Fucking with the production of a Mission: Impossible movie causes irreparable ripples in the space time continuum. Fact.
You want proof? Take Henry Cavill’s Moustache Of Destruction in Fallout, the barn-storming sixth instalment of the franchise, where an over-running production on Justice League meant that reshoots would overlap with M:I 6’s principle photography. Cavill’s was not permitted to shave his ‘tashe and so was born the nightmarishly spastic CGI mouth that was pasted onto Superman’s face which went a long way to sinking the superhero fiasco.
Rewind back to the late 90’s and Stanley Kubrick’s tortuous and painstaking production on Eyes Wide Shut was starting to eat into M:I 2’s filming dates. The whole crew, including director John Woo, were cooling their heels in Australia with the rather disconcerting task of filming a Tom Cruise action movie with no Tom Cruise. When filming finally started late, the movie’s villain, Dougray Scott, found himself unable to appear in another role due to scheduling conflicts. That role? Wolverine.
Don’t fuck with Mission: Impossible, man. You won’t come off well…
So you may be wondering why I’m bending your ear about such things instead of hurling myself directly into a review and the answer is simple. That story is far more interesting than Mission: Impossible 2 can ever hope to be.
Quite how M:I 2 became the lone, lame duck of Tom Cruise’s mega-series is something of a mystery. John Woo, director of some of the greatest foreign action movies ever made had just come off of his loony, U.S., bullet-flinger Face/Off. The film was written by Robert Towne who has fucking Chinatown of all things and many other credits on his impressive resumè and composer extraordinaire Hans Zimmer, following up such lush scores as Crimson Tide and Gladiator, was providing the music. The fact that these three men combined with the biggest movie star on the planet turned in such an overwrought and flaccid piece of Mills & Boon bullcrap still furrows my brow to this day. The movie is barely redeemed by it’s stormingly mental last forty minutes but the most impossible mission is getting there.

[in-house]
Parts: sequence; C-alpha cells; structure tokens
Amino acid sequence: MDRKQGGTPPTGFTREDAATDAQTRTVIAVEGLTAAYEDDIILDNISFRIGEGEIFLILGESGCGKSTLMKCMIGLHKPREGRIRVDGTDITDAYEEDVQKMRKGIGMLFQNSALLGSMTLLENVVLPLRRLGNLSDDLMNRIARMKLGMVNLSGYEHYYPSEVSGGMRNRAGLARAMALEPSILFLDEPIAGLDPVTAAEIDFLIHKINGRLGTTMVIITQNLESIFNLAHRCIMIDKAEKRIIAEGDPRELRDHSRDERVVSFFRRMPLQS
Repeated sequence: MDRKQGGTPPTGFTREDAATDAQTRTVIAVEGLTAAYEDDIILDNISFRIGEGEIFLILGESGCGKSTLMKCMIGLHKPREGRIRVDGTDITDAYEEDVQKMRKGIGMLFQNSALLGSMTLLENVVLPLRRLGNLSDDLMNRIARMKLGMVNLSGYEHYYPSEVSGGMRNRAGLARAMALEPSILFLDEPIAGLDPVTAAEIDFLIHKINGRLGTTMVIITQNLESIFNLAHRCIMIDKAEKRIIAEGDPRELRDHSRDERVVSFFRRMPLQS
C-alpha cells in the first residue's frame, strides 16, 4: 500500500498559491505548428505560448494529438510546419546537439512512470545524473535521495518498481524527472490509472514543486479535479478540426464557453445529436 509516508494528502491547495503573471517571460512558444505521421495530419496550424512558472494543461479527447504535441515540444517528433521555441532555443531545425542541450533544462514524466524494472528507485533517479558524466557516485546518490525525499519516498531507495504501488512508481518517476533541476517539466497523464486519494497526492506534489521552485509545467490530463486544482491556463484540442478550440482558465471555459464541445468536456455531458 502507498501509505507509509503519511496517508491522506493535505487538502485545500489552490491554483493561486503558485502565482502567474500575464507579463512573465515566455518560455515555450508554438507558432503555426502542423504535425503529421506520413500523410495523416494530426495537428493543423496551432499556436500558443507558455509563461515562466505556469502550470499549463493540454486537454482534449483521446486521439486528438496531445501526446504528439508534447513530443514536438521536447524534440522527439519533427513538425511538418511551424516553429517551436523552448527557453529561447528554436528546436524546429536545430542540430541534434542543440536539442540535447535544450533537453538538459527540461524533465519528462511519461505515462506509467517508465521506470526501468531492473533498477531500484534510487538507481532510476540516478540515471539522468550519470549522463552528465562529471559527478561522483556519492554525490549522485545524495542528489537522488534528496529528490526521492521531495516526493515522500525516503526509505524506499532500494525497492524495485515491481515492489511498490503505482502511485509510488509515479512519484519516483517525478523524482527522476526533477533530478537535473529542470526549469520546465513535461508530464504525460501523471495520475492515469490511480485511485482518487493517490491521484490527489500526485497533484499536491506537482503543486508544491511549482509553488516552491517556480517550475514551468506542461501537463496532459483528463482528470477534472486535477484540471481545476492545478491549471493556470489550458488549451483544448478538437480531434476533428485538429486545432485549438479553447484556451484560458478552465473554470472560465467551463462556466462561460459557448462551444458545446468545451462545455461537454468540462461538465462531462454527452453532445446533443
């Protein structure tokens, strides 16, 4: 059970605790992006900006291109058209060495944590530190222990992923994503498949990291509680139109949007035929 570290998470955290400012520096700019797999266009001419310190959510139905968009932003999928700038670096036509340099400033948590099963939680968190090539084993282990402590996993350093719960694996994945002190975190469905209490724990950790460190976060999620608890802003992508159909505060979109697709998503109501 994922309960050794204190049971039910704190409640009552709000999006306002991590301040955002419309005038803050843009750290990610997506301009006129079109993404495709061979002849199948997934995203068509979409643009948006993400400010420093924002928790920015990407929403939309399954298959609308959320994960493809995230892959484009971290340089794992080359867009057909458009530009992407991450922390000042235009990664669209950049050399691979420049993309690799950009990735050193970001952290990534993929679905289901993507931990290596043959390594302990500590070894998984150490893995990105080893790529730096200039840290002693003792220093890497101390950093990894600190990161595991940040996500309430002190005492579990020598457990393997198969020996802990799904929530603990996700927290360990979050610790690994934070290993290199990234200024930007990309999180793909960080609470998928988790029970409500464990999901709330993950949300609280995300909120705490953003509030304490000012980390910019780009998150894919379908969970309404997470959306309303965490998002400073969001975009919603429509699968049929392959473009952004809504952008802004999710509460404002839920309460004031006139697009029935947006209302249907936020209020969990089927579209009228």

IMF agent Sean Ambrose has gone rogue (something that seems to happen with alarming regularity throughout the series), and he’s made off with a killer virus called Chimera and is hiding out in Australia. Luxuriously fringed super-agent Ethan Hunt has to recruit Ambrose’s ex-girlfriend and career thief Maya (Thandie Newton) to go renew their relationship, go undercover and get proof that turncoat indeed has the product. However, there’s a twist, Hunt, rather annoyingly, has fallen in love with her despite the orders of his worryingly misogynistic superiors.
And then we wait…. for what seems an eternity as Cruise and Newton go through their extreme version of a fucked up affair despite not having a shred of chemistry. I guess if the audience wanted sparks to fly they’d better wait until someone pulls a gun. And then, mercifully, they do.
Despite a dodgy laboratory-set misstep into histrionic melodrama which resembles a Milk Tray tray ad with a multi million dollar budget, the last 40 minutes of M:I 2 scrambles to make up for the last hour of angst with gunfights, motorcycle jousting, car flipping, wailing electric guitars, face swapping, flapping slo-mo doves and Cruise kicking Scott in the face really, REALLY hard. And it’s somewhat of a relief but yet still feels too much, too late. Despite being in love with the same woman, the lack of chemistry between the leads just doesnt justify the cartoonish lengths Hunt and Ambrose go to to kill each other. I’ve had plenty of falling outs with people over the years, it’s not made me want to pounce off a motorcycle at them and drop kick them on a beach.
Eventually almost every one of the main players went on to better things (except Scott. Bad luck Dougray, good luck Hugh Jackman) and the franchise went on to soar to all-new critical heights and to be fair, Ethan Hunt’s second cinematic mission isn’t AWFUL, awful. It just simply can’t top what came before or after.